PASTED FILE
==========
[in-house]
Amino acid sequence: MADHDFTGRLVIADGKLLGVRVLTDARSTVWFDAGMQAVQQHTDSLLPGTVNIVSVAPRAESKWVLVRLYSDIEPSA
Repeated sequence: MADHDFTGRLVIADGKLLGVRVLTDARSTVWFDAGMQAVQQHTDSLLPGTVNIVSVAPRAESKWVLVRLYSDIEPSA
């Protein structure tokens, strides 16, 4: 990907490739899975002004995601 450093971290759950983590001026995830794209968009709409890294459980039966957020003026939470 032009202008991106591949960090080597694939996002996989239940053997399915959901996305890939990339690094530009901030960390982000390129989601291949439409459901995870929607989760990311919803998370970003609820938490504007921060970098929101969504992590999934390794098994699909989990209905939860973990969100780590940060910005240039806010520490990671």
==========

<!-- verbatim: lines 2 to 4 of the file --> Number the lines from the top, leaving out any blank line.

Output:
Amino acid sequence: MADHDFTGRLVIADGKLLGVRVLTDARSTVWFDAGMQAVQQHTDSLLPGTVNIVSVAPRAESKWVLVRLYSDIEPSA
Repeated sequence: MADHDFTGRLVIADGKLLGVRVLTDARSTVWFDAGMQAVQQHTDSLLPGTVNIVSVAPRAESKWVLVRLYSDIEPSA
């Protein structure tokens, strides 16, 4: 990907490739899975002004995601 450093971290759950983590001026995830794209968009709409890294459980039966957020003026939470 032009202008991106591949960090080597694939996002996989239940053997399915959901996305890939990339690094530009901030960390982000390129989601291949439409459901995870929607989760990311919803998370970003609820938490504007921060970098929101969504992590999934390794098994699909989990209905939860973990969100780590940060910005240039806010520490990671």